I spotted this article in today’s Guardian about the incomprehensible language that is used when writing about contemporary art. As Winston Smith might say, it’s doubleplusgood.
The Simon Lee Gallery in Mayfair is currently showing work by the veteran American artist Sherrie Levine. A dozen small pink skulls in glass cases face the door. A dozen small bronze mirrors, blandly framed but precisely arranged, wink from the walls. In the deep, quiet space of the London gallery, shut away from Mayfair’s millionaire traffic jams, all is minimal, tasteful and oddly calming.
Until you read the exhibition hand-out. “The artist brings the viewer face to face with their own preconceived hierarchy of cultural values and assumptions of artistic worth,” it says. “Each mirror imaginatively propels its viewer forward into the seemingly infinite progression of possible reproductions that the artist’s practice engenders, whilst simultaneously pulling them backwards in a quest for the ‘original’ source or referent that underlines Levine’s oeuvre.”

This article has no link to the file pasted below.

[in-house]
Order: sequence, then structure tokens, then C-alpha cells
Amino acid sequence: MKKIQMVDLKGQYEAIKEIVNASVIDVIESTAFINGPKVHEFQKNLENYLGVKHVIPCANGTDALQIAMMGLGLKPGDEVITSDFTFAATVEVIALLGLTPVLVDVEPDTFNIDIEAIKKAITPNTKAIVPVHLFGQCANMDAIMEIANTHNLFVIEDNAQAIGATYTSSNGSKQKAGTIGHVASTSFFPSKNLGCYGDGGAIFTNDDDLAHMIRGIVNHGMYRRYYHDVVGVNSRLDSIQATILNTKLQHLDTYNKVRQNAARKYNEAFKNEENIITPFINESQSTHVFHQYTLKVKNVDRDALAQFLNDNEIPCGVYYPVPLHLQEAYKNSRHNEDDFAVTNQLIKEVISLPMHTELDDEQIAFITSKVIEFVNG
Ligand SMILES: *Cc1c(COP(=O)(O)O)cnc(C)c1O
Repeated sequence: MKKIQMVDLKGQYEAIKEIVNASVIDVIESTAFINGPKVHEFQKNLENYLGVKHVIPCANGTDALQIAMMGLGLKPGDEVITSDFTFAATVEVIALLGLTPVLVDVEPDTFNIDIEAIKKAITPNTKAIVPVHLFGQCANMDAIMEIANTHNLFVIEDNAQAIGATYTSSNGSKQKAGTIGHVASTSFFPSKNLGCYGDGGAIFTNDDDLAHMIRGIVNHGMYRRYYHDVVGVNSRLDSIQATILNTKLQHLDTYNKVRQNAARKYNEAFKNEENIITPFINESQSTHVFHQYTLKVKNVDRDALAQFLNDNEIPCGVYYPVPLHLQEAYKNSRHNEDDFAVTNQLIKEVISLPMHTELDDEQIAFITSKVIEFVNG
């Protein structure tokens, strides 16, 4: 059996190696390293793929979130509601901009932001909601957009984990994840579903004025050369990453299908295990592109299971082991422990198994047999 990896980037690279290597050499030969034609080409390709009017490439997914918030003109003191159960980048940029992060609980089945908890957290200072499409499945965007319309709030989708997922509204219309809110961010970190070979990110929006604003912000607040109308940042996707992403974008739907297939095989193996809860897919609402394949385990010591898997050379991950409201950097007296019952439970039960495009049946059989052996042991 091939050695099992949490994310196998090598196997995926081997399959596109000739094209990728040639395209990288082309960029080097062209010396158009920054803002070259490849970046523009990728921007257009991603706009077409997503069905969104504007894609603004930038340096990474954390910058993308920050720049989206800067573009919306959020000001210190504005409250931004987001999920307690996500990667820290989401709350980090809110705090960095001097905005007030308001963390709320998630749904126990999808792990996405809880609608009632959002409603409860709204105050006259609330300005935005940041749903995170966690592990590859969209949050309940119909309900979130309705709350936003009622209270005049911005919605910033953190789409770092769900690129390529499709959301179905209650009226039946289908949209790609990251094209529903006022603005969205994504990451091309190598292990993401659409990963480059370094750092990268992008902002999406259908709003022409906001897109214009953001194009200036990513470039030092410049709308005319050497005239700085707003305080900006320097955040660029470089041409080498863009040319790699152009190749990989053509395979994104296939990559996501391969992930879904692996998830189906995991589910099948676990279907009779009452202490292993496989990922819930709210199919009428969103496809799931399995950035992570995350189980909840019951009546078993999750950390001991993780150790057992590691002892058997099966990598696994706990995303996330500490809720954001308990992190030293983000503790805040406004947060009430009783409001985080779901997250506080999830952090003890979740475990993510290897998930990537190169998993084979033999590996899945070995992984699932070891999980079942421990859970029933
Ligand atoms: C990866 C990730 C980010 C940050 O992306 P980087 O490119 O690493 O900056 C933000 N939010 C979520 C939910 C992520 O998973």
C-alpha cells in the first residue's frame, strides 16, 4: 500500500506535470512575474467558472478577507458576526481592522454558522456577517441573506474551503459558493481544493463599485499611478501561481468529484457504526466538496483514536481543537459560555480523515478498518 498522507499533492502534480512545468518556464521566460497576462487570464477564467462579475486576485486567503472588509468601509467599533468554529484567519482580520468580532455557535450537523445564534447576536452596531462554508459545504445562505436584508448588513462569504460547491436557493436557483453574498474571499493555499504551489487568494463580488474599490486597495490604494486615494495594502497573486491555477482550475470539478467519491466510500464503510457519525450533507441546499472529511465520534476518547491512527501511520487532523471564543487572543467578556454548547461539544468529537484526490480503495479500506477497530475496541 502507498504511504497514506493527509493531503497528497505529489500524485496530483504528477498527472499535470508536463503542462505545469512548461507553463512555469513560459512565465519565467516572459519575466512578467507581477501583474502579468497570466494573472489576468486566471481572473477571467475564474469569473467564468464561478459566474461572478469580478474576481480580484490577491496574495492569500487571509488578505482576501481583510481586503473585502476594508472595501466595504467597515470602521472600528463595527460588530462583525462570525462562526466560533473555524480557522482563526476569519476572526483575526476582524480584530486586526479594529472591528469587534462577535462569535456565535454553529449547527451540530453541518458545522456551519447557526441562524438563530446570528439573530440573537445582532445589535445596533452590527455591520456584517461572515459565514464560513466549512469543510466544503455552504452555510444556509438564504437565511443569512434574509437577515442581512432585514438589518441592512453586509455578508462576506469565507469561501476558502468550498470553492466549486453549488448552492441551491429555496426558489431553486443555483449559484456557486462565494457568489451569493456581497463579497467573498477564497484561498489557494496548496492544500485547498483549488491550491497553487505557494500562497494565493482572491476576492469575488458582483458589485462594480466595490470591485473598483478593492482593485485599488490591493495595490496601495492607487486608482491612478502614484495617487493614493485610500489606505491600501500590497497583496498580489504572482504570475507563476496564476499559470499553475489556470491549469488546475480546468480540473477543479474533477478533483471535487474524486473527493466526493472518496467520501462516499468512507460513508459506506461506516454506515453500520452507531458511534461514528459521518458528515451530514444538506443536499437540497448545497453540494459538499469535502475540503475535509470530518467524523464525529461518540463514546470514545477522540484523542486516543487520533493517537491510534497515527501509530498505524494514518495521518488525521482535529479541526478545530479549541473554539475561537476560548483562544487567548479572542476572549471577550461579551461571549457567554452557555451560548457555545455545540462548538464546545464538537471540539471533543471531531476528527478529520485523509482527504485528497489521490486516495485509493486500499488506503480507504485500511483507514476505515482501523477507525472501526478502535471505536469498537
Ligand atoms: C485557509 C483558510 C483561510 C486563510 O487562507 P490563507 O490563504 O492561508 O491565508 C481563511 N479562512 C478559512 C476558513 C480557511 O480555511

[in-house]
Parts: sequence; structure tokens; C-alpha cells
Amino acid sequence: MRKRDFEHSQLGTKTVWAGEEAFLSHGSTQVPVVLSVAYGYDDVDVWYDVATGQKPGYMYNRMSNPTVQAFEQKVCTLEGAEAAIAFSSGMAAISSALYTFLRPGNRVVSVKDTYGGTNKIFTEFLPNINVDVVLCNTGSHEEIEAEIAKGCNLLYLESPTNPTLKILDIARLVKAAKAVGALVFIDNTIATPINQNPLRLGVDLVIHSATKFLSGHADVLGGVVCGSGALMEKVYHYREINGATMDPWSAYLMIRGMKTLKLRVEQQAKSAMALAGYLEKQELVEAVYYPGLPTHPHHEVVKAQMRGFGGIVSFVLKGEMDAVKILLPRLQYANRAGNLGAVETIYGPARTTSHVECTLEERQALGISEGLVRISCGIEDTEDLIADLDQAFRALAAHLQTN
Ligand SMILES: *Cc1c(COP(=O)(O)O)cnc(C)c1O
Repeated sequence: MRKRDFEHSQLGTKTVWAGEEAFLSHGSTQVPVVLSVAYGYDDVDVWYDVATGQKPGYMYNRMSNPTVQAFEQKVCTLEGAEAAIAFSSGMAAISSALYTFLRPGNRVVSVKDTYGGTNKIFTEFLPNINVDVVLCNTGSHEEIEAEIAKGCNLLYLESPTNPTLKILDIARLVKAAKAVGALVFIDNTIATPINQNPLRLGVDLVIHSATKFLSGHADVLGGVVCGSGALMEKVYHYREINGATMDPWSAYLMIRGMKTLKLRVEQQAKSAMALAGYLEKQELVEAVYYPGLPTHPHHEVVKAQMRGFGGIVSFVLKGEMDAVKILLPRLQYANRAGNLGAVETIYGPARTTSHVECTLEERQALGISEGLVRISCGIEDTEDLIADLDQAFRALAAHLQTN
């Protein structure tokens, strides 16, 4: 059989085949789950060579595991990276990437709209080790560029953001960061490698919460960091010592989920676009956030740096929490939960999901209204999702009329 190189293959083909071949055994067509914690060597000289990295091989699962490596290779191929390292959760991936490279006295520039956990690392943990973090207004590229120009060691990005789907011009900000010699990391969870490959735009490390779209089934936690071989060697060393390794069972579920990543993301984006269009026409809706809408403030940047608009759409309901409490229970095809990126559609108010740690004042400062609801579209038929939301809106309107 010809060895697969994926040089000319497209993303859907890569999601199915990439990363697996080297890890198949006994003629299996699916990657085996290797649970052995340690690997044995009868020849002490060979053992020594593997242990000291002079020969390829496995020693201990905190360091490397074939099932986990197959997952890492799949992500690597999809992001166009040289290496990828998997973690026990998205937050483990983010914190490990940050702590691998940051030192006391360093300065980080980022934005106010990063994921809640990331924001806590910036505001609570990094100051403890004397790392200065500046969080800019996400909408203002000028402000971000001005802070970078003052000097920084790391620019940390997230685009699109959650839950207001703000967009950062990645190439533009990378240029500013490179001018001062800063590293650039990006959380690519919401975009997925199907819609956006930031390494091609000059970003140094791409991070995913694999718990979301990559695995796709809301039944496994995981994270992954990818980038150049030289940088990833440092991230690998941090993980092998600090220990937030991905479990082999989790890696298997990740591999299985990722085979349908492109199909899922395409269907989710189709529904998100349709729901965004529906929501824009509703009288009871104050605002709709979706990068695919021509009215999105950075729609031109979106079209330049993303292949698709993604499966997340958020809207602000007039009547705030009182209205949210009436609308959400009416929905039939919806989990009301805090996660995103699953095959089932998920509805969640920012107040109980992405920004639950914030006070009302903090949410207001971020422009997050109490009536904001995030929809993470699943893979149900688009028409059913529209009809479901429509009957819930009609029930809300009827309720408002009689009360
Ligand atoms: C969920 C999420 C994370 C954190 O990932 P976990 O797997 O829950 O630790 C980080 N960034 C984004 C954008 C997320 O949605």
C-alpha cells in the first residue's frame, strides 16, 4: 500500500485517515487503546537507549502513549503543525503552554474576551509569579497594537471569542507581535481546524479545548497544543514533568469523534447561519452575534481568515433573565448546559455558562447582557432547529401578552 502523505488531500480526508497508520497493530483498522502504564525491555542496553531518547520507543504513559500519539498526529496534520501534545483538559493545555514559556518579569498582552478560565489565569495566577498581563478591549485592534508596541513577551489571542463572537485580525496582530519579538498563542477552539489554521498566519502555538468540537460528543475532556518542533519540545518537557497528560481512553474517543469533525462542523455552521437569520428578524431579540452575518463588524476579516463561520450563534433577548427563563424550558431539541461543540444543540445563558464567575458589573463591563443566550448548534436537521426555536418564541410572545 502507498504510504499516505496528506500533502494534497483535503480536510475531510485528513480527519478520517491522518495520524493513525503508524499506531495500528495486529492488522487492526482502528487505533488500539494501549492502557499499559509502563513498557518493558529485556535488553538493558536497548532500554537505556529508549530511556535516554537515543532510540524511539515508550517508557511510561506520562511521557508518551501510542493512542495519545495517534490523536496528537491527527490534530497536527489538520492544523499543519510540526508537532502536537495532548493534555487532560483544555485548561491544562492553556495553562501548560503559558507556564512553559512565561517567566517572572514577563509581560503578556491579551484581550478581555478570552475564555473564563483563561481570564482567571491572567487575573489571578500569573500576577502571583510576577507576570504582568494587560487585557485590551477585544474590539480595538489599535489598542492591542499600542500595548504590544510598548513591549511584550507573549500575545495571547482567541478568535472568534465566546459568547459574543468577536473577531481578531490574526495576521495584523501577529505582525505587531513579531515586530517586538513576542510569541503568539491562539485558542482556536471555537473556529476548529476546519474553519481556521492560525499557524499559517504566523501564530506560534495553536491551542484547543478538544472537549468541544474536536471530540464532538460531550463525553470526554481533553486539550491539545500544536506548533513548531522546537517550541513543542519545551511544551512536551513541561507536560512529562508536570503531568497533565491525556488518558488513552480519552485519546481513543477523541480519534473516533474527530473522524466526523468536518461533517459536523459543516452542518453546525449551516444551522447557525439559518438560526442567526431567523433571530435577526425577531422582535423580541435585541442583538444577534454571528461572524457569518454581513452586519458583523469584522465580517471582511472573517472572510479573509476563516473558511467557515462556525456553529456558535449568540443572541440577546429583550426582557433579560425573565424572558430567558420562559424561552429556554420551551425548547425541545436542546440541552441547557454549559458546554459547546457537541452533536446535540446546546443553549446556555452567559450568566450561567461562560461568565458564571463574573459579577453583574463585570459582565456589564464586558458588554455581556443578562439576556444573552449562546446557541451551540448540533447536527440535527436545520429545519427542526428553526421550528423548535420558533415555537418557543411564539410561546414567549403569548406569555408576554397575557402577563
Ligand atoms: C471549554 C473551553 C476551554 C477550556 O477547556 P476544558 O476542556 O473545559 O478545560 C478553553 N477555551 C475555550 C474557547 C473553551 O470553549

If you’ve been to see contemporary art in the last three decades, you will probably be familiar with the feelings of bafflement, exhaustion or irritation that such gallery prose provokes. You may well have got used to ignoring it. As Polly Staple, art writer and director of the Chisenhale Gallery in London, puts it: “There are so many people who come to our shows who don’t even look at the programme sheet. They don’t want to look at any writing about art.”
With its pompous paradoxes and its plagues of adverbs, its endless sentences and its strained rebellious poses, much of this promotional writing serves mainly, it seems, as ammunition for those who still insist contemporary art is a fraud. Surely no one sensible takes this jargon seriously?